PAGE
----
Sox sign four, invite 20 to spring training

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Sox sign four, invite 20 to spring training

The Red Sox Wednesday announced the signing of four players to minor-league contracts, and invited 20 non-roster players to spring training.

The Sox also received some disappointing news when veteran infielder Felipe Lopez, whom they'd acquired last September, signed a minor-league contract with the Rays. The disappointment stemmed from the fact that because Lopez signed a minor-league, and not a major-league, deal, the Sox -- who offered salary arbitration to Lopez in the hope of receiving a compensatory draft pick when he signed elsewhere -- will not receive a draft choice for him.

Still, Boston will have four selections -- Nos. 19, 26, 36 and 40 -- in the top 40 of next year's draft. They received the extra picks as compensation for the losses of Type A free agents Victor Martinez and Adrian Beltre.

The minor-league signees were pitcher Matt Fox (acquired by the Sox last September but released in January), pitcher Tony Pena Jr., catcher Paul Hoover and infielder Hector Luna. All have prior major-league experience, though Pena was shifted from the infield to the mound in 2009 and has not yet pitched in the big leagues.

The non-roster invitees to spring training:

Left-handed pitchers Rich Hill, Andrew Miller and Randy Williams; right-handed pitchers Fox, Pena, Jason Bergmann, Brandon Duckworth, Jason Rice, Clevelan Santeliz, Kyle Weiland and Alex Wilson; catchers Hoover, Tim Federowicz and Ryan Lavarnway; infielders Luna, Brent Dlugach, Nate Spears and Drew Sutton, and outfielders Che-Hsuan Lin and Juan Carlos Linares.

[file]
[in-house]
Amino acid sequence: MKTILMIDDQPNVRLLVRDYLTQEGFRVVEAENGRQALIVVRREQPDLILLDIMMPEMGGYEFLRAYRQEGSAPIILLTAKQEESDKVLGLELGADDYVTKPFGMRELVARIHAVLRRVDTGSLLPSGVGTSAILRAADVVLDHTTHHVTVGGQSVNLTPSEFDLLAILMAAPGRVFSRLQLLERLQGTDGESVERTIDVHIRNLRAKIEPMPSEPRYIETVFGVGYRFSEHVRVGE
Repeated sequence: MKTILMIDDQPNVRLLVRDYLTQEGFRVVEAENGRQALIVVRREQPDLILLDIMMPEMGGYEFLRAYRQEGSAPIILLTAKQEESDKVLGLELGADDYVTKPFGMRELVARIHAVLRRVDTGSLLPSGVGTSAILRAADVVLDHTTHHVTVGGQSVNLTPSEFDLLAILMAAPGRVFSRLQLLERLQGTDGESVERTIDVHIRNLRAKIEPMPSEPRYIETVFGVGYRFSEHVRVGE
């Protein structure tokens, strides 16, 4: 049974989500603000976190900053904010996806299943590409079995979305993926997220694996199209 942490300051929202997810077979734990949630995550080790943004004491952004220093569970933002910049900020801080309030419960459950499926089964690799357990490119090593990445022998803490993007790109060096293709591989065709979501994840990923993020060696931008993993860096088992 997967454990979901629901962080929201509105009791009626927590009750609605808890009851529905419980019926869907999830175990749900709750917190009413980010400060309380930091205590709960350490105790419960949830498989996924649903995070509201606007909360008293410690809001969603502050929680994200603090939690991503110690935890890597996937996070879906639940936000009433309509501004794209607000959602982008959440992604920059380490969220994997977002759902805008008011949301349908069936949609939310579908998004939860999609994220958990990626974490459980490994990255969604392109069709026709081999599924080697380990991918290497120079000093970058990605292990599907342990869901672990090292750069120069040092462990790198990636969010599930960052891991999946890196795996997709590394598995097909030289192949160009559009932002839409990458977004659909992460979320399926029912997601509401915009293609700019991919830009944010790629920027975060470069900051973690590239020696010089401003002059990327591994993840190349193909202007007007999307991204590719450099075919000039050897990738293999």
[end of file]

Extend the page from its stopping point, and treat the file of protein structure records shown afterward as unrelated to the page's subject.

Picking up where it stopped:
Sandoval: I got lazy after signing big contract with Red Sox

Sandoval: I got lazy after signing big contract with Red Sox

The Pablo Sandoval redemption tour is underway as the former World Series MVP tries to revive his career after two disastrous seasons with the Red Sox organization.

In an interview with ESPN Deportes, he admits to being “complacent” during his first two seasons in Boston after signing a five-year, $95 million deal. 

"My career had fallen into an abyss because I was so complacent with things that I had already accomplished," Sandoval said. "I did not work hard in order to achieve more and to remain at the level of the player that I am and that I can be."

After dealing Travis Shaw to the Brewers, Sandoval is expected to be the Red Sox primary third baseman in 2017.

"I am not taking anything for granted," he said. "I am here to work hard. I'm not thinking about the position or not. I am starting from scratch, and I am here to show what I can do on the field."

The 30-year-old says he’s following a “really strict routine” this offseason, and it shows. In a recent photo, Sandoval appears noticeably thinner. Sandoval says his wife giving birth to “Baby Panda” has served as inspiration.

"Watching 'Baby Panda' grow up and that he gets the opportunity to see his father play in the majors for seven, eight more years, to get back to the success I had, that's my motivation every day," Sandoval said. "The people that I surround myself with now and my family, they are the key to my success. This has been a life lesson."

Tanguay: Could Red Sox ownership be going for it now, then sell the team?

Tanguay: Could Red Sox ownership be going for it now, then sell the team?

Could John Henry sell ownership of the Boston Red Sox anytime soon, or does he want to keep winning?  Shaughnessy, Merloni, and Tanguay debate.